Annual plants include weeds like crab grass and chickweed, flowers like sunflowers and many garden plants like beans, squash, corn, melons and tomatoes. Many are large, fast-growing plants, relying on an abundant supply of water to help them grow—sometimes up to ten feet in one growing season. Annuals put large amounts of energy in seed production, especially sunflowers, beans and corn. Melons, squash and pumpkins add even more into the production of fruits surrounding their seeds. With a huge investment in large seeds, surrounded with large amounts of stored energy, these plants can afford to “let go” at the end of the growing season and simply die, banking on the future of the species being ensured with many seeds to start again the following spring.

One slight variation on this theme, the biennial takes this a step farther but waits a second year before producing seeds. Mulleins, carrots and Queen Anne’s lace produce lots of leafy foliage their first summer, sending up their photosynthesizing leafy tops and storing large amounts of food in starchy roots. The following summer, this stored food is used to produce a large number of usually small seeds.

Some plants take fewer risks, relying on two different strategies to double their survival chances. Perennials produce good seed crops but also produce large tap roots, often extending down several feet. The number of seeds perennials produce each year varies. Grasses may produce only one or two seed clusters, maturing only at the end of summer. Dandelions may produce seeds throughout the growing season, being among the first and last each year. Spotted knapweed can produce hundreds of thousands of seeds on the many flowered branches of older plants.

Besides their annual seed production, these plants also develop large tap roots capable of storing significant amounts of food for the following year, and in the case of some prairie grasses, long enough—up to sixteen feet—to reach guaranteed water supplies. Milkweed plants are among the most versatile of plants when it comes to reproduction. Besides producing hundreds of parachute equipped brown seeds, they can produce from rootstock, diving deep below the soil surface, and by horizontal roots capable of pushing out new stalks far from the original. One plant can effectively produce a whole stand. Rubbery stalks all die back each fall, but sturdy below-ground roots will bring back these expanding stands the following spring.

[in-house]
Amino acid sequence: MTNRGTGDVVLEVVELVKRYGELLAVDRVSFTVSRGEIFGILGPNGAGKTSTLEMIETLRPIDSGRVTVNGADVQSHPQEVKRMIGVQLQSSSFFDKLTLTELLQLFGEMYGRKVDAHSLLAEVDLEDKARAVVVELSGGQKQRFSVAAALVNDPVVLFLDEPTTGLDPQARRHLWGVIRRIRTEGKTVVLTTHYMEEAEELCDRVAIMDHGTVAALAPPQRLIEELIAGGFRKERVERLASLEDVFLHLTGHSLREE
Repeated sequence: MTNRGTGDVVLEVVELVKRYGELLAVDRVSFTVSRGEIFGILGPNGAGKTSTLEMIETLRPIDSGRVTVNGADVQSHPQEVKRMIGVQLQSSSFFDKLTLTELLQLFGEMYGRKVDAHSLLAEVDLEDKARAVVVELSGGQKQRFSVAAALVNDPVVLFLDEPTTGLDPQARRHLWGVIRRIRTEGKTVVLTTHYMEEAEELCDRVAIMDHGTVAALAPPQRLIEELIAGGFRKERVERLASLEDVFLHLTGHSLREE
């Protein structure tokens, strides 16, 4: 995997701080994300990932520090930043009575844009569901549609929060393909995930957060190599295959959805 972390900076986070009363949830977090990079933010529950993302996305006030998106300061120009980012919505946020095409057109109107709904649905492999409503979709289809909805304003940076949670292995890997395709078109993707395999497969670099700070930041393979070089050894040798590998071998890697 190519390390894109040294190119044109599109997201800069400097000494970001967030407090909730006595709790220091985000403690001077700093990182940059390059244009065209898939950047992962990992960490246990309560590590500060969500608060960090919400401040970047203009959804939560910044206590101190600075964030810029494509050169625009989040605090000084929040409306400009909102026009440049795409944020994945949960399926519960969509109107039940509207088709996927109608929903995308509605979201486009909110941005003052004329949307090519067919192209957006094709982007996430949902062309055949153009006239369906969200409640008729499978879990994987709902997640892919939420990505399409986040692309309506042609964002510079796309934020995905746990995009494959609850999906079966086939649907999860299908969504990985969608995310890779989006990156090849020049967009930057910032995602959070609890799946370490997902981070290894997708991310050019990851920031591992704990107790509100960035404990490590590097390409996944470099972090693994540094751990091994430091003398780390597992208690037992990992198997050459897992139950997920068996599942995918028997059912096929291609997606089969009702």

Two common milkweed pods

Two common milkweed pods

Then there are some perennials capable of adding an interesting twist to the entire show. Jack-in-the-pulpits are members of the Arum family. Living in damp soil in shady areas, they are often overlooked by most. In their initial years, they are small, very nondescript plants, producing a small vase-like flower with green, cream and occasionally brown stripes, with a large spadix (the Jack) in the center of the flower (the pulpit) under the trio of leaves. A smaller amount of energy is needed to produce male flowers on the spadix—one producing only pollen—so the plant is strictly male. As the plant grows each year, larger leaves send more food to be stored in the tap root. This eventually allows the plant to produce flowers of both sexes on the center structure and with them the potential for a yield of a bunch of bright red fruits each with around five seeds, essentially becoming female plants with some male flowers. The flowers are not self-pollinating, so the plants rely on insects for fertilizing the female flowers.

With a tough winter ahead, plants have already made the changes they need for the challenging months. Leaves have withered, turned colors and dropped. Water has run back with sugars to the roots. Water has been pushed out of cells, readying needles for the freeze ahead. Amazing changes, clear in some, only partially visible in others. Roots and seeds lie waiting, through the coldest, snowiest and iciest of winters, patient and resolved to be ready for the spring to come.